This summer, my first as your state representative, I had the honor of meeting so many of you in person — whether it was gathering at the food trucks in downtown Pinckney on “Food Truck Fridays…”
Enjoying a cookies-and-cream ice cream cone at Dee’s Place as the July 4th fireworks illuminated Whitmore Lake…
Or meeting with some of our veterans at Vet Fest to celebrate the $5 million in state funding I secured to help develop the Freedom River recreation facility in Brighton.
And I am still eating melon ice cream from the Melon Fest in Howell!
And as I traveled through Livingston, Washtenaw and Jackson counties, I was struck yet again by the natural beauty of the 48th House District and how important it is that we protect our natural resources for generations to come. I know from the conversations I’ve had with constituents like you this summer that it’s a concern many of you share, particularly when it comes to the issues like PFAS and the flooding that affects much of the district and the rest of the state.
On Aug. 21, I hosted a PFAS town hall with the Michigan Department of Environment, Great Lakes, and Energy, and the Michigan PFAS Action Response Team. We had over 50 residents join us to learn about the scope of the PFAS problem in our state.
And a few weeks later, I visited a constituent’s home in Hamburg Township that had been severely flooded…
And then attended an EDF Action Climate event to discuss how we can best protect our rivers and lakes from contaminants.
There is much to be done, and I’m ready to roll up my sleeves and continue working with my colleagues on these issues. If you missed the PFAS town hall and would like to watch it, you can do so here.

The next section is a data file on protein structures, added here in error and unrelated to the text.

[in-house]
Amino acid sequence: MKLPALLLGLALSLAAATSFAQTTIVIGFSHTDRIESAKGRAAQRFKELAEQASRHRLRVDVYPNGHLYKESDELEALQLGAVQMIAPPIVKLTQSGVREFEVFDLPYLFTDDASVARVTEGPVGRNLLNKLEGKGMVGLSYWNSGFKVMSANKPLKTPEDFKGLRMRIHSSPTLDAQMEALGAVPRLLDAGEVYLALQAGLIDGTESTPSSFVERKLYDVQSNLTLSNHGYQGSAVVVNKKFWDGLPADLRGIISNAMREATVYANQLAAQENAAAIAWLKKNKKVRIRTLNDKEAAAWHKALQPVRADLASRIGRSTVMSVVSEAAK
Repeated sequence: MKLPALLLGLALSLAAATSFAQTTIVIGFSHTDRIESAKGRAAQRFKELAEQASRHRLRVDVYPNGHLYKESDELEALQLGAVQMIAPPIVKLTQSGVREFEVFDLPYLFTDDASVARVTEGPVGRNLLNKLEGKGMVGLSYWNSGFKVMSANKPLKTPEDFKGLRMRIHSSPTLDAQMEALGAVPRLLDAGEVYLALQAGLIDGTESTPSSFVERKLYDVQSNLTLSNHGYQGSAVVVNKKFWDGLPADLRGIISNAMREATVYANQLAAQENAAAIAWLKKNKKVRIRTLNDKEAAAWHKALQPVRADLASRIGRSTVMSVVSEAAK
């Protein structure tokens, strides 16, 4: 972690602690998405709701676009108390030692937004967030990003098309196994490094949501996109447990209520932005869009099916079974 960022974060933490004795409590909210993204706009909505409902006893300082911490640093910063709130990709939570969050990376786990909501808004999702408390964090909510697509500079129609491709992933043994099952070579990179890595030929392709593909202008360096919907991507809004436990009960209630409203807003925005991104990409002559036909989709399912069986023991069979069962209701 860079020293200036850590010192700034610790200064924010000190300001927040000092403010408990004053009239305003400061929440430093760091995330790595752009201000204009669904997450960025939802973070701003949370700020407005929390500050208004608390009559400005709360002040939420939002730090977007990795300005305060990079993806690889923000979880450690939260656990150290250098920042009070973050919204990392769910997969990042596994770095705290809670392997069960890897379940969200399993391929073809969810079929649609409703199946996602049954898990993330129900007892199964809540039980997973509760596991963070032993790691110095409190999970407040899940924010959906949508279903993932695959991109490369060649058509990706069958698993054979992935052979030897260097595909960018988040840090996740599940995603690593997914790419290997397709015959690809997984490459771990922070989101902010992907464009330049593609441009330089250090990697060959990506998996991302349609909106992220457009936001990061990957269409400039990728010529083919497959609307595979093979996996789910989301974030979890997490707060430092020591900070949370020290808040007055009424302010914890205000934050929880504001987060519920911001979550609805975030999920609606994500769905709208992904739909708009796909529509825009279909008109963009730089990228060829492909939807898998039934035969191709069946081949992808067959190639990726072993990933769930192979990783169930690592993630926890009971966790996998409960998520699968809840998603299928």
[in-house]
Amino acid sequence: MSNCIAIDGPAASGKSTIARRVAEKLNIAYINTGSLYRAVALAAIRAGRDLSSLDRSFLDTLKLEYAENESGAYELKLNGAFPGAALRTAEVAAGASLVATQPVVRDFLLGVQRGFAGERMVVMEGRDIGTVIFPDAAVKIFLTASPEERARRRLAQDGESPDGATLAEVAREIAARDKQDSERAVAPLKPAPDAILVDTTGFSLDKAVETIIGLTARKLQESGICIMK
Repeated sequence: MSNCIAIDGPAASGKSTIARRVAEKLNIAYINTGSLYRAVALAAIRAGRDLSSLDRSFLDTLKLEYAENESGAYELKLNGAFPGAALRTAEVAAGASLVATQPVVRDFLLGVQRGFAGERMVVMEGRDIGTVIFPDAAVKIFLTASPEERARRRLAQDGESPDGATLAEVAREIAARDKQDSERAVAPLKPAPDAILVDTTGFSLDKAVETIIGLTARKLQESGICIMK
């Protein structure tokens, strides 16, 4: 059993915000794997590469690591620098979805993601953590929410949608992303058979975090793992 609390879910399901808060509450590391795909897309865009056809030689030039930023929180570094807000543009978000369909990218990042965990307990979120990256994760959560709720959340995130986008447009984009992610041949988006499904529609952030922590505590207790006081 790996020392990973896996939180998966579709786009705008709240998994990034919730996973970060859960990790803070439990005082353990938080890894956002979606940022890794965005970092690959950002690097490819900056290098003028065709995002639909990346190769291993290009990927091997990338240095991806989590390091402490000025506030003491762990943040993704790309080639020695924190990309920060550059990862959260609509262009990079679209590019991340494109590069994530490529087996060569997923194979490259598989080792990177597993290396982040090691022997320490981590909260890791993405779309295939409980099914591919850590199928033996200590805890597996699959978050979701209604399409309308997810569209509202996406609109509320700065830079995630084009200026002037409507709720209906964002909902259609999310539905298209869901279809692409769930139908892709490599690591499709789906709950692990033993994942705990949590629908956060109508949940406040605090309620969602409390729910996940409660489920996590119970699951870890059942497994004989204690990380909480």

The issue of mental health is also on a lot of your minds, and I was encouraged to see what our community is doing on this issue as I toured multiple organizations and facilities this summer that provide vital resources to the most vulnerable, including LACASA’s new 50,000-square-foot center for the victims and survivors of child abuse, domestic violence and sexual assault.
In addition, I visited the Oxford Center to learn more about the benefits of Hyperbaric Oxygen Therapy (HBOT), which researchers are finding helps, among other health issues, those suffering from depression and PTSD.
I also got out into our community and knocked on doors to hear from you and your neighbors about the issues that matter most and how we can continue to move Michigan forward. I had great discussions with constituents on the environment, health care, education and the roads.
As summer comes to an end and Michigan students return to school, I want to highlight a few things to look forward to in schools across House District 48, based on actions taken before summer recess.
- Free breakfast and lunch will now be provided for every public school student, saving Michigan families an estimated $850 a year per child and helping kids focus on learning in class, not where their next meal will come from. In Livingston, Jackson and Washtenaw Counties, more than 42,000 more students will now not go hungry because of our investment in free breakfast and lunch.
- The state passed legislation that provided dedicated funding for mental health, school safety and tutoring to ensure students are safe, cared for and supported academically.
Among my proudest moments in Lansing this year was when I voted yes on the “Make it in Michigan” budget that includes an additional $57 million for students in HD 48, including $9 million for mental health support and school safety. I am pleased that our children will see the immediate benefits of that bipartisan budget this fall.
As always, it was great to meet and talk with many of you this summer, and I look forward to continuing those meaningful conversations in the weeks and months to come.
House District 48